The entry at Diporto Agoras.

The Magic Greek Food Cave: Diporto Agoras

There is no sign. No conventional marking or advertising.

The hours are not posted. It is like Brigadoon in this way: part of the magic is knowing when to go.

Part of the magic is overcoming your trepidation.

Is it just ten steps down from brightest street side sunshine to the black shadow of the cave?

Go ahead…take the first two steps. The shadows retreat a little. Take more steps.

Adjust. See vast wine barrels against the back wall. Ten tables. Three empty. Take one.

Are they still serving? Rumor says they close at six. It is four-thirty in the afternoon.

A young Greek man–definitely the sorcerer’s apprentice–whips a large, fresh, paper napkin onto our table. In Greece this is a tablecloth. In a moment his is back with a dented, anodized aluminum pitcher and two water glasses. We pour and sniff. It isn’t water. White wine. It’s from the vast barrels that take up most of this taverna’s real estate.

A semicircle of bread appears on the table. Thick-crusted, white bread hastily cut half a dozen times.

If this is all that happens, it won’t be bad.

Old Greek man approaches. White hair, balding, apron.

“Food?” he asks. His English is blunt but effective. Nobody makes the mistake of assuming I’m Greek.

We nod, even if sometimes we consider the all-wine diet pure genius.

Parakalo,” says Alison, who has been mining the phrasebook we bought yesterday for pleasantries and food words. “Please.”

He retreats with a raised eyebrow to a corner near the edge of one of the wine barrels. There are four burners and various pots. It is what passes for the kitchen. Or an alchemist’s laboratory.

The kitchen at Diporto Agoras, Athens, Greece

The ‘kitchen’ at Diporto Agoras. The old man and alchemist, right, with his assistant, use their bare bulb to gently slice some cheese for a rowdy table behind us. The four burners are behind the glass. Check out the exhaust hood wired up with ducting from a clothes drier. That’s the entrance on the extreme left.

Soon we each have a plate with two fish, silvery bright, stuffed, and dressed with a thick tomato sauce that is nearly green with herbs. Taste.

Oregano, parsley, garlic, red pepper, tomato, and a few things we can’t name. The sauce is dizzyingly delicious. If it had come without fish, we’ve have spent a glorious half-hour scooping it up with the bread.

The fish are like small mackerel, but with a ridge of sharp spines down the back. They are rich in flavor and salted like the sea.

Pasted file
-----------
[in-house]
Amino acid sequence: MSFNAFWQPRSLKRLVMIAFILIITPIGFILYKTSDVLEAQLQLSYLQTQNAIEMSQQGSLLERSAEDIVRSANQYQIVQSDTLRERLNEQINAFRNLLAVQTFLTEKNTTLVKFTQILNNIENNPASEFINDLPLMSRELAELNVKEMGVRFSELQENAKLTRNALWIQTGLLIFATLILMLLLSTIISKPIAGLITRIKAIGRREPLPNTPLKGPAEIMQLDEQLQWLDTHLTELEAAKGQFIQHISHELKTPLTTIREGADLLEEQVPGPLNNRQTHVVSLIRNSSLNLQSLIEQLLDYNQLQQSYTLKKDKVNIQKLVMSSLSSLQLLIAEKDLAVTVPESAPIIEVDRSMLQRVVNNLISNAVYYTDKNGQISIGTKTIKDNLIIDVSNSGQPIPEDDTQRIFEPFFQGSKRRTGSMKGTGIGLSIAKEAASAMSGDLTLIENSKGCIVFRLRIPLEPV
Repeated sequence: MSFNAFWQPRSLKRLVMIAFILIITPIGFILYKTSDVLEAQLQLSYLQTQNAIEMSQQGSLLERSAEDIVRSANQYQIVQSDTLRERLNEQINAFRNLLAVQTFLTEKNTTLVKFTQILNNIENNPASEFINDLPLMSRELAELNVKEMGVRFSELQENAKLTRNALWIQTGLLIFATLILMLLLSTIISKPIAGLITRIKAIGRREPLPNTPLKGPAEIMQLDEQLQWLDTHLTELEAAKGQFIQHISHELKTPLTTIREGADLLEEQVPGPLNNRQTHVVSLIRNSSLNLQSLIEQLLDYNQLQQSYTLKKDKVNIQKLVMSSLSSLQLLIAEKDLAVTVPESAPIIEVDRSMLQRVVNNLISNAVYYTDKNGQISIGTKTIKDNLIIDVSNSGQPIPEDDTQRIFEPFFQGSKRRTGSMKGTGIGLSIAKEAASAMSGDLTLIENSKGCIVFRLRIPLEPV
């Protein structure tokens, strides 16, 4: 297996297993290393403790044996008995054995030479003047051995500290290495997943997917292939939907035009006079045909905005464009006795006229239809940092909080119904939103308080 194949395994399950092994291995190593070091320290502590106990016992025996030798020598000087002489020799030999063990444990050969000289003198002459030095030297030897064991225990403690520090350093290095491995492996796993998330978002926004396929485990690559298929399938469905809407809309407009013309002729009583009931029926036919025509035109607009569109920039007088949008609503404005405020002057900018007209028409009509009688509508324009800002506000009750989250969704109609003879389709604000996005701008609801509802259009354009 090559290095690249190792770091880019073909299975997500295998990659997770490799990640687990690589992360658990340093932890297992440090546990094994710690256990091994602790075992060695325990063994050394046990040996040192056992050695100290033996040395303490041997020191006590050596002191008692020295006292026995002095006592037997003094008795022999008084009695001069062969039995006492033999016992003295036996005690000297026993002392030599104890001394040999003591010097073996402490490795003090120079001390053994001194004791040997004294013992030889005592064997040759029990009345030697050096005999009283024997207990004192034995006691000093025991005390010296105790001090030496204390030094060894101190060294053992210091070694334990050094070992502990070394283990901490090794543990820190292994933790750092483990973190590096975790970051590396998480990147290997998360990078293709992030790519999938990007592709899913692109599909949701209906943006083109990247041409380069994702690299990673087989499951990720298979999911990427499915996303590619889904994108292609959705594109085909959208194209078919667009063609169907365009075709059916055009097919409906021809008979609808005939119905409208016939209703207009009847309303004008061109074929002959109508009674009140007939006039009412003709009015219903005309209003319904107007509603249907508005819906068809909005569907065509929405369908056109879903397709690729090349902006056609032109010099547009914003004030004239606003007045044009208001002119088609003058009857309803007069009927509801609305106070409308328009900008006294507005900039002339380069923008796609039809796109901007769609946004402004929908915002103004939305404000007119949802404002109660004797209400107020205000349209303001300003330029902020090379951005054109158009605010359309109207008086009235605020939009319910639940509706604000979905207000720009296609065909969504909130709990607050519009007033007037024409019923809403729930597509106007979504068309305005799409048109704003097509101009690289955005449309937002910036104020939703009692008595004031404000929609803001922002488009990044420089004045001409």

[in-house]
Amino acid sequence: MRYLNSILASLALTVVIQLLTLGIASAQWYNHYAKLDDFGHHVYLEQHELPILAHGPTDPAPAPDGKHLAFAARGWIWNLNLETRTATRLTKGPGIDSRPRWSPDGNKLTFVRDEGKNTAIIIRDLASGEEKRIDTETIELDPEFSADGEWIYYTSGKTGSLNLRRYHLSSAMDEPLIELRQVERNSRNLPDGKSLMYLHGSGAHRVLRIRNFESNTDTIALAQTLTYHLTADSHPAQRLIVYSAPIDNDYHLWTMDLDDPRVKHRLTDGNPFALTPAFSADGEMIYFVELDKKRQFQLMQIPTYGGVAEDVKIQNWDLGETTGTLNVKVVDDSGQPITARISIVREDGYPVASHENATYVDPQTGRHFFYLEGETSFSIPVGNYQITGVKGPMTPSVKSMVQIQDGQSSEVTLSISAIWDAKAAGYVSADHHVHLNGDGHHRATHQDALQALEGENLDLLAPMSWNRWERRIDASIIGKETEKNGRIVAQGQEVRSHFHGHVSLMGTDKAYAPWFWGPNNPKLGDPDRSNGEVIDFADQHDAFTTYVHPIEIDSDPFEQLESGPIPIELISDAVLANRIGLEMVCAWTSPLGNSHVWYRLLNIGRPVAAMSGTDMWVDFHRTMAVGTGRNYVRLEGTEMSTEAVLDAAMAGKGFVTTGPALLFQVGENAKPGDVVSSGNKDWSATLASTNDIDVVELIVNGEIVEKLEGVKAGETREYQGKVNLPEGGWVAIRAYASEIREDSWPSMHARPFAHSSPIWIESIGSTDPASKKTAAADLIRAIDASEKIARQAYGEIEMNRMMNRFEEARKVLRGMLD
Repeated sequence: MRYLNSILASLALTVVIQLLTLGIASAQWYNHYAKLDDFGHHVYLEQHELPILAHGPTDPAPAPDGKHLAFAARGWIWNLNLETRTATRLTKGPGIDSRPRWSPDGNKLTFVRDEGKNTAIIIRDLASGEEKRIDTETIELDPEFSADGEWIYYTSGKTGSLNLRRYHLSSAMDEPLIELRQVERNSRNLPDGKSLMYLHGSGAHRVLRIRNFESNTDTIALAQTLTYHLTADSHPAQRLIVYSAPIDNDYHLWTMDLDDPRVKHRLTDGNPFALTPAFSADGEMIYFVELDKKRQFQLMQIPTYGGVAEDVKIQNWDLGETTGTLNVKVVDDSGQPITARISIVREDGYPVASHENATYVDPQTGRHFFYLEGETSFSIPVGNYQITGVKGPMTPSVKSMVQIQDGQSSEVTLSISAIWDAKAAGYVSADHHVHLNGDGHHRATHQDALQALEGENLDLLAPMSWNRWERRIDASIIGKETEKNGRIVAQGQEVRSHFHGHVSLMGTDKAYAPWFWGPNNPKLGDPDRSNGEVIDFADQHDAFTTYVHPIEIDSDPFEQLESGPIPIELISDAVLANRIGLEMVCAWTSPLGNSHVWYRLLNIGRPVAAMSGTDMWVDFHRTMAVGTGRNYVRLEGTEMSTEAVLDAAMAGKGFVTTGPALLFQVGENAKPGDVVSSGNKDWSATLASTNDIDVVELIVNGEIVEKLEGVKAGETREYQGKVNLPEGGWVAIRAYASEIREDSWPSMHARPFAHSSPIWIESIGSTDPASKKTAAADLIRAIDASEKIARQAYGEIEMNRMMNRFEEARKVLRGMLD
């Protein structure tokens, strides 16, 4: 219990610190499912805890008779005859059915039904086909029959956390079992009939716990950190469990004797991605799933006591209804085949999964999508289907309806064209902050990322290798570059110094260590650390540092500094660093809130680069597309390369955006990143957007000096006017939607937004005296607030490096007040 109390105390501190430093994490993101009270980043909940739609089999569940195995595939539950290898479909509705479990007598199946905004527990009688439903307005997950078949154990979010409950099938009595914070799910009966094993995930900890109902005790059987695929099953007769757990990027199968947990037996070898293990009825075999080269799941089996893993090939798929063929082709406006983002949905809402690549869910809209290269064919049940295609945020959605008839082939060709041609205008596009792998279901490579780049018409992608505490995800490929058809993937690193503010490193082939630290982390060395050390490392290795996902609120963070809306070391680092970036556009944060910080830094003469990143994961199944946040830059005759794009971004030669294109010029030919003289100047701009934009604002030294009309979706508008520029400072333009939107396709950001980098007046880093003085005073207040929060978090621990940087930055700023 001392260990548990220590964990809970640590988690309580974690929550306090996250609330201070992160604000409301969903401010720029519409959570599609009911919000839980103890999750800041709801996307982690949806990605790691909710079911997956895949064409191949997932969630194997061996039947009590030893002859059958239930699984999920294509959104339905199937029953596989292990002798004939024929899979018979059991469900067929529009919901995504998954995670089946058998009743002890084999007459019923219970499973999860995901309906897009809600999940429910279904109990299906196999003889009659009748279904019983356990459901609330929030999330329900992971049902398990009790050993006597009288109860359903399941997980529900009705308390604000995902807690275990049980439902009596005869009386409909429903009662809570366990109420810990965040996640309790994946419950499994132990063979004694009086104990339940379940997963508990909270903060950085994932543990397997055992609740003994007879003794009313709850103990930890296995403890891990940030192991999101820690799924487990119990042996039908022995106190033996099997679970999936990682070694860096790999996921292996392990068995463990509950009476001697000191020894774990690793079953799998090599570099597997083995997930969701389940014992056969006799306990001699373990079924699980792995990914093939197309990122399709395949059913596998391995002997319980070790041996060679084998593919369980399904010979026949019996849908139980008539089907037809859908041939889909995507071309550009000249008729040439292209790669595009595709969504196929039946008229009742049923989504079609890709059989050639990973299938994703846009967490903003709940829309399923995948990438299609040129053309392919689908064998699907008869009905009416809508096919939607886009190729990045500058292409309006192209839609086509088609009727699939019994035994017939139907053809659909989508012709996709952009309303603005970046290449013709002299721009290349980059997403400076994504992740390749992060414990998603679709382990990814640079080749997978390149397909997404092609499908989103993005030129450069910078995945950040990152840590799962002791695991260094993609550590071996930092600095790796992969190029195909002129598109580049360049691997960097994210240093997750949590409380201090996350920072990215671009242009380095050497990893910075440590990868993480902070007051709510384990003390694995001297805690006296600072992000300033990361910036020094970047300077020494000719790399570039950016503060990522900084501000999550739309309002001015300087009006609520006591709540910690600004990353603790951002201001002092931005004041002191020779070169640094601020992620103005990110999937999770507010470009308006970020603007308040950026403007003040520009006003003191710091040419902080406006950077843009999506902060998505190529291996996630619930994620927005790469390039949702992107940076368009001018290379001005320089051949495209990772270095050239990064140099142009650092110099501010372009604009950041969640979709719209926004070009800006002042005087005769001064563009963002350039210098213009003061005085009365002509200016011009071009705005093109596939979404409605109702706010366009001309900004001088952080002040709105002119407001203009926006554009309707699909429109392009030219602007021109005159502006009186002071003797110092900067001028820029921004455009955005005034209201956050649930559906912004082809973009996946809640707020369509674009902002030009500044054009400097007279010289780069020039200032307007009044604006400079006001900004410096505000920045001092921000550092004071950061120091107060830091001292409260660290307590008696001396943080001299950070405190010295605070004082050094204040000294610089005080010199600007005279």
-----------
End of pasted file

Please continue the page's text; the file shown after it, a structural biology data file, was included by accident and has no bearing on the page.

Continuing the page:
The old man is back. It feels like we’ve been savoring the flavors for a thousand years, but it is probably less than three minutes.

Saláta?” Greek uses a word that is very close to ‘salad’ and means the same thing.

We nod, happy to be learning the magician’s tongue.

There is no flash, no puff of smoke, but the salad arrives mysteriously fast. The mystery is heighted in an open kitchen with four burners and two cutting boards. There appears to be nothing up his sleeve, no staging area.

The salad is quirky and quintessentially Greek, which we now know means a dice of the best things the cook can find—in our case that’s red onion, tomato, cucumber, green pepper, and lightly cooked okra—combined with feta and a small handful of olives, dressed with just a hint of olive oil. Taste.

Fish, bread, wine, and greek_salad at Diporto Agoras in Athens, Greece.

A couple of fish, a loaf, a glass of wine, and a greek salad: these are the rewards of finding Diporto Agoras. Yes, the orange metal pitcher on the right is the wine carafe. The white plastic tub holds a cube of ice and a slash of water to keep the wine cool.

Our red onion is peppery, the green pepper sweet. Surprising. Interesting. The two are well combined by the cool cucumber. The okra changes the entire character of the dish, making what is a chop salad more sophisticated, more thoughtful. And we’ve been waiting all spring for tomatoes like this: laced with sunshine.

“Soup?” the old man asks. He’s back to the blunt instrument, English. Darn.

Excited to concentrate on our little fish and the surprising salad, we wave the soup away.

Later, watching other patrons who arrive even nearer to closing, we understand this is a mistake. The “soup” is a chickpea stew for which this place is famous. If we want it, we must return.

We waste not a rib of those little fish, not a slice of the salad, and not a crumb of the bread. We’ve garnered the attention of some older men sitting at the table closest to the ‘kitchen.’ Regulars? Owners?

Magically, two glasses of water—most welcome—appear on our table. We have no fear of Athens’s tap water. We drink it. Their interest is heightened.

Itan nostimotato.” During the meal Alison has cribbed ‘that was delicious,’ onto the tablecloth from her phrasebook. The cook gives a little blush when she delivers the line. And one of the older guys wedged in at the wine barrel closest to the kitchen nearly laughs outright.

Greek gentleman observes our table manners.

The consumer and the consumed. While I ungracefully scarf a tomato, the Greek gentleman observes our table manners and listens in as Alison practices her Greek. Those wine barrels are neither fake nor empty!

Alison is wickedly good at this game.

Is it from the blush? Is it standard practice? We’re not experienced enough to know:

With sleight of hand our dishes are whisked away and a small plate full of melon cubes appears on our table. Of the dozen or so pieces, four are skewered with toothpicks.

Magic indeed! Green and rich and sweet and cool, they seem almost too good to be real.

But real it is.

Rumors have it that Diporto Agoras is open from morning to early evening.

It’s just off the Athens central market at the corner of Theatrou street.

No sign, no marketing, just satisfied customers.

From another cave of delights,